Are you talking about them doing this during the GM’s turn? I need to re-read the rules about Wises to make sure I understand them fully.

Personally, I’d call that a Player’s Turn test, so if they want to do it during the GM’s Turn they’d be pressed for the extra check.

Explicitly, specifically this: NO. Never. Ever. This is what the Players’ Turn is for. In the GM’s Turn? There’s no time. Mission’s on the line. Gotta get moving. Danger awaits. Lives are in peril. No time for shopping or washing your hair.

No, no, no. Go, go, go.

Yes, if I understand them rightly. The wises are for a player to be able to change the outcome or direction of the story. It’s amazing. I think you can use them in the ways described above by me. If not someone let me know. On page 37 it says “You can test to bring in a new fact about something in the game that’s relevant to your wise’s area.” I could be abusing the rule, but I think I’ve heard this interpretation confirmed before here on the forums. I’m pretty sure that the player has to give up two checks unless the GM calls for him to use the wise. Then it’s free.

Sweet, I love throwing people into extreme situations unprepared.

I don’t know how Luke holds it together. I honestly wonder if people ACTUALLY read the book rather than just skim it and come to conclusions? I don’t know if it is how different the system is from the standard dice fest RPG’s or what? But the book is pretty explicit and straight forward. I’m not meaning to be a jerk but I honestly don’t get how folks seem to be having a hard time with this game?

I really find it a breath of fresh air to the world of RPG’s.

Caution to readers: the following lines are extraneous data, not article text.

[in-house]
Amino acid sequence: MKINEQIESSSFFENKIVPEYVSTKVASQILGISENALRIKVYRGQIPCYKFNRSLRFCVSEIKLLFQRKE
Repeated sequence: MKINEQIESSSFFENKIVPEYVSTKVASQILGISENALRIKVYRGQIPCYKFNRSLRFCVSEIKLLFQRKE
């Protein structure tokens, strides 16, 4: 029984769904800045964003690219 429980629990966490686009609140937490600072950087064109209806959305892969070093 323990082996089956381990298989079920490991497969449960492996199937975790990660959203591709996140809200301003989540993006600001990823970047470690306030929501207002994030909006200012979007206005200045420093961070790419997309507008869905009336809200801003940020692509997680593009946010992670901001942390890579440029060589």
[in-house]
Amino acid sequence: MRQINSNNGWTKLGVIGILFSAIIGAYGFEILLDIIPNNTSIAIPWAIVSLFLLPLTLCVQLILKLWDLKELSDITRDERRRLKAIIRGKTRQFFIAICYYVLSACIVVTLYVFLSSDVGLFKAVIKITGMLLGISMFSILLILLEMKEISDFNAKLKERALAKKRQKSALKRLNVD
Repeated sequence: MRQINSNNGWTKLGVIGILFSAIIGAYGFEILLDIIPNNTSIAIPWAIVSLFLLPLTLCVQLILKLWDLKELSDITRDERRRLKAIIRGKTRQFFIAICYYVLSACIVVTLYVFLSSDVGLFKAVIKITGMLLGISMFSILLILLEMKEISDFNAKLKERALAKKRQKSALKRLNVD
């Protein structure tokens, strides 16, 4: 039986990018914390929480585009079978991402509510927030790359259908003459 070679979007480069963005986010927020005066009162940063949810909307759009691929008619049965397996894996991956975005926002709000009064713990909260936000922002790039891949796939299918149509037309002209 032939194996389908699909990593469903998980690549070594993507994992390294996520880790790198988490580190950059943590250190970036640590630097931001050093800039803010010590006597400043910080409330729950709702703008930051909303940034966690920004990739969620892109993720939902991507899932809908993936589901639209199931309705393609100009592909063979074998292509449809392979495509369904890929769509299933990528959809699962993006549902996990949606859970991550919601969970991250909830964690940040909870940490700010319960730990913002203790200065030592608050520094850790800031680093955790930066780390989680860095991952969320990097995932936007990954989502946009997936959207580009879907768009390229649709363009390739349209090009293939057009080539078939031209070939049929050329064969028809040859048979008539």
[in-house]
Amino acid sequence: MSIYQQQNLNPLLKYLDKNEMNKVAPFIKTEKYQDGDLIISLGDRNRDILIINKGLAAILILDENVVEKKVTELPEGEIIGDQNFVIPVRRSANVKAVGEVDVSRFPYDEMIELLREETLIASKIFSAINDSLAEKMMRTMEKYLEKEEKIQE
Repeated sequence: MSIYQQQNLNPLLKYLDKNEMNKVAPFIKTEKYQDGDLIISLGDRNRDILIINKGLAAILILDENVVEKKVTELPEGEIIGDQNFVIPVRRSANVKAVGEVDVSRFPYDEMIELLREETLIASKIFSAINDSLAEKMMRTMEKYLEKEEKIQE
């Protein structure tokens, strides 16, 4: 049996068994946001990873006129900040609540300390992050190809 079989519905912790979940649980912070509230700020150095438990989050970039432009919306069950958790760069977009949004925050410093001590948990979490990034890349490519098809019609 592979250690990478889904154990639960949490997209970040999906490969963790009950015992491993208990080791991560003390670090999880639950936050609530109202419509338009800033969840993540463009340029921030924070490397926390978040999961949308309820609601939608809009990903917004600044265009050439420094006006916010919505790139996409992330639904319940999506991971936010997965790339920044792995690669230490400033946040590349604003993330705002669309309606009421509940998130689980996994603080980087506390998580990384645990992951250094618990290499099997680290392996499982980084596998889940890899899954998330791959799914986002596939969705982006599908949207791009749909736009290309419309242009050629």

Well, to be honest, it was a lot to take in for me. Note that I can be an airhead at times, but keep in mind, some of the people reading mouse guard are first time RPGers like me. They’ve never seen a rule book that size. They’re used to playing simple board games. When I read through the book for the first time, I was haveing trouble remembering what the last chapter said. I really thought I’d never remember it all. Thankfully, there were so many questions on the forum about it and after reading through the old threads on a regular basis the information in the book solidafied in my mind. I’m glad people ask so many questions.

I’ve full-on read the book twice. Skimmed it a couple more times.

I’m kind of anal in general, and not experienced when it comes to RPGs, so I err on the side of caution and ask a lot of questions. It’s not like I read MG and went, “Oh my God, how do I run this game?!” I read it and thought, “Oh my God, I can run this game really easily.” And I did. It’s just that I like to be really clear when it comes to rules, so after I play, I ask a lot of very niggling, narrow questions about things that I wasn’t quite positive about during the session itself*. It’s not as if I can’t play the game or enjoy it if I don’t have comprehensive answers to those questions. It’s just that I like to have comprehensive answers, so I ask 'em anyway.

Also, roleplaying games are just really complex things. Most of them take a good while to really internalize. Call me dumb if you want, but that’s how it is for me.

*see P. 78, “Botching a Rule During the Game.”

Hey, it’s cool. Everyone gets confused now and again. It’s not a big deal to answer questions and help people get on the right track.